Good Friday 2019.
Dear Brothers and Sisters in Christ, today we are called to consider an absolutely essential aspect of our Catholic -- which means universal -- Christian faith. We should not, and indeed cannot, identify Christian values with those currently prevalent in our Western part of the world, because our present, secularized, Western culture is most seriously wrong, for example, in the exaggerated emphasis and value it puts on living long to experience and enjoy all that life has to offer. Because of this fixation on satisfying our human capacity for pleasure and fulfilment Western society has come to regard death as the end of everything that is desirable, and consequently views death, with all its concomitant forms of suffering, as something to be avoided above all else. It is time, therefore, for modern, secular, self-satisfied and non-believing, Westerners to learn from the attitude of other great cultures, in this case of Japan and Islam – yes, even from some former world-war and some present world-turmoil opponents – who believed and believe that death can be regarded as a possible gateway to future glory, and who can, therefore, gladly embrace death for what they consider to be a worthwhile cause.
Now, although we Catholics and Christians could never accept the idea of political convictions being a worthy cause for deliberate self destruction, and while the manner in which certain former adversaries deliberately chose to kill themselves and die along with their opponents alarmed and amazed us; and although the notion of heavenly glory so frequently imagined by simple ISIS enthusiasts and proclaimed by manipulative leaders, is both degrading and earthly, nevertheless, the willingness of members of those two great cultures – Japan and Islam -- to sacrifice themselves for what they – rightly or wrongly -- saw or see as an ideal or belief, is something both truly human and worthy of admiration.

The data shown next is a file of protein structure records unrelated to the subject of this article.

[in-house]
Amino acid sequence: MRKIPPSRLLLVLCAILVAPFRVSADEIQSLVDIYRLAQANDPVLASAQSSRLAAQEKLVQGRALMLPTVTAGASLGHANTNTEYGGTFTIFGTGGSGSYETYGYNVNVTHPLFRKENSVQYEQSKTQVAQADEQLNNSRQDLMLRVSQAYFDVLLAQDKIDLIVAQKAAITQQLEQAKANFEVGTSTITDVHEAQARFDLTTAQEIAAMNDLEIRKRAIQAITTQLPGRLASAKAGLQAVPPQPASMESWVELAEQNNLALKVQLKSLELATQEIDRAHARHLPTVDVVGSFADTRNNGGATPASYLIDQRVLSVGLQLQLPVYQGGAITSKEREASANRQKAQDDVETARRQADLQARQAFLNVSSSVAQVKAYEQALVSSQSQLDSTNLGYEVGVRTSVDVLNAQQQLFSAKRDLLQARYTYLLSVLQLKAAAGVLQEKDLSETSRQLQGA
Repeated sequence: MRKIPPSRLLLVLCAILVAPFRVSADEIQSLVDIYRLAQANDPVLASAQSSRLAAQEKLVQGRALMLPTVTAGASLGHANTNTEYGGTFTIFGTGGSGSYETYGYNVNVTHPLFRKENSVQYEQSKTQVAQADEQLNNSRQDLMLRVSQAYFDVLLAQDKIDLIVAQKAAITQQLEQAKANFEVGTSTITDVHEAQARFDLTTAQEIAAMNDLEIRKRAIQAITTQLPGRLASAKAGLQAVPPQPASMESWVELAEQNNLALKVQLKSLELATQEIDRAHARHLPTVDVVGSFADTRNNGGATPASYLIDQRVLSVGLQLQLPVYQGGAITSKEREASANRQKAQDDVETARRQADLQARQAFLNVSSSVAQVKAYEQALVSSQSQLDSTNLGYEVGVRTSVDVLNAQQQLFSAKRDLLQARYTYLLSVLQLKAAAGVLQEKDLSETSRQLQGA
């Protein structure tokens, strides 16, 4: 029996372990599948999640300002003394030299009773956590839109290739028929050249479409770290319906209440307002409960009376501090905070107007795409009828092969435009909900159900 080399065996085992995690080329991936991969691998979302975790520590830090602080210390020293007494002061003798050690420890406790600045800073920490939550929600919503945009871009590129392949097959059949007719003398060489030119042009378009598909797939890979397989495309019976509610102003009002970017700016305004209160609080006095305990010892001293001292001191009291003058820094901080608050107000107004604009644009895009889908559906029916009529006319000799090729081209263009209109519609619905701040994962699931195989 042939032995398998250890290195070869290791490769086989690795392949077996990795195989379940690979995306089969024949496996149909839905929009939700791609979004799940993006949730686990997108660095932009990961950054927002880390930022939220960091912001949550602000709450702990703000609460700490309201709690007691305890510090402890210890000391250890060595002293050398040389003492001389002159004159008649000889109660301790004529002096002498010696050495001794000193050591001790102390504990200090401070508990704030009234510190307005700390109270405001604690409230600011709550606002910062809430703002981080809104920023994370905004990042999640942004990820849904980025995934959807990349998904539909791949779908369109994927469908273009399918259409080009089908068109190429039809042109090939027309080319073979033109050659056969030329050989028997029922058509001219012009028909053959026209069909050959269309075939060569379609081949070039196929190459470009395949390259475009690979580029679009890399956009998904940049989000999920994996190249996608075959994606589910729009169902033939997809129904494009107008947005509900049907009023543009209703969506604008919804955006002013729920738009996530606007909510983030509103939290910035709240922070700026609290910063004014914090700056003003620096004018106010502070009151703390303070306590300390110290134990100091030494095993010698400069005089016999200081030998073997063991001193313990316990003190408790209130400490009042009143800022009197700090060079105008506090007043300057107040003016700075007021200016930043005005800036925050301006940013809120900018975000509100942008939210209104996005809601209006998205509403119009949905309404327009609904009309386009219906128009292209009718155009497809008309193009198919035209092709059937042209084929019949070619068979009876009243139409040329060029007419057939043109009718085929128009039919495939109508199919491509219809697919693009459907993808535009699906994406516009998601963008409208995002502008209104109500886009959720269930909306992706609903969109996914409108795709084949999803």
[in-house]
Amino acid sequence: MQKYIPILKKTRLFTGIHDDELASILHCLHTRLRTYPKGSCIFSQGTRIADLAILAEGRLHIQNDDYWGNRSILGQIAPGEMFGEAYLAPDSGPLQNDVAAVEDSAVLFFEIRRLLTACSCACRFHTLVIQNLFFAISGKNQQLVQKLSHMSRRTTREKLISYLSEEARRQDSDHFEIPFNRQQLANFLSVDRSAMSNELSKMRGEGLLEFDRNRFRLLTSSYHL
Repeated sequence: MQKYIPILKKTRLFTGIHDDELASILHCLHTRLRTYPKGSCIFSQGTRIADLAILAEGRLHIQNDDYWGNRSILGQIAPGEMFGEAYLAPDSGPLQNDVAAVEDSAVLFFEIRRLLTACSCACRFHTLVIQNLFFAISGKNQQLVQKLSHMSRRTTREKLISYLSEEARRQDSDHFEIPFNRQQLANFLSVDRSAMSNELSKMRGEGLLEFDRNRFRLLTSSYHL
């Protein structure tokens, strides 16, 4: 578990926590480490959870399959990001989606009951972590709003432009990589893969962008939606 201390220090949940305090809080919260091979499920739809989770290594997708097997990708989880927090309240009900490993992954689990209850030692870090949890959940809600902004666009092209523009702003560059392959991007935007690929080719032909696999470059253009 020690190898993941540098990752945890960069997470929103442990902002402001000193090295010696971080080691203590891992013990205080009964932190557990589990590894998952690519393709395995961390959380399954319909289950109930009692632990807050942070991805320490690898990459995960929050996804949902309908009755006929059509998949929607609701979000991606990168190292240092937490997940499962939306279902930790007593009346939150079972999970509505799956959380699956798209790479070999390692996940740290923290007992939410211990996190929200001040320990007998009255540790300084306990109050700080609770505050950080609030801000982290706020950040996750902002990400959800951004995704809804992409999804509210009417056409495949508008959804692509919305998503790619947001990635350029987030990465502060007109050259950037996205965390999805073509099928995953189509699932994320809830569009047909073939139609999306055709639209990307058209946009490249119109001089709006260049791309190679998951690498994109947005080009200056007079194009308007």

We Catholics can never resort to self-inflicted death, to self-destruction, as a direct means to express our hatred or promote our cause, because death cannot be of our free and deliberate choosing; nevertheless, as Christians, we are called to become so freed from the fear of death, to be inspired with such love for what is divinely beautiful and true, that we can wholeheartedly embrace death when it is encountered for witnessing to Christ and expressing love for God or neighbour. Today, however, our secularized Western societies are smothering Christians aspirations and dragging down believers into fearing death above all, something to be feared and avoided or at least delayed, at whatever cost; while saving life – except of course the lives of aborted infants – justifies almost anything.
Today, we Catholics and Christians need very much to remember that we celebrate GOOD FRIDAY, the day when Jesus, our Redeemer, Lord and Saviour, embraced death for love of His Father and sinful mankind.
Yes, People of God, today we Catholics celebrate Jesus’ death; and we must never allow ourselves to be led astray into mourning Jesus’ death. We embrace, rejoice in, Jesus’ death, Jesus’ way of dying, Jesus’ use of death, for us; we lament, we mourn, we weep, for mankind’s (including individuals like you and me) killing of, hatred for, self-centred disregard of, Jesus, His truth and His love. Jesus’ death we love and celebrate; it is our -- and mankind’s -- killing of Him and His that we both loath and mourn.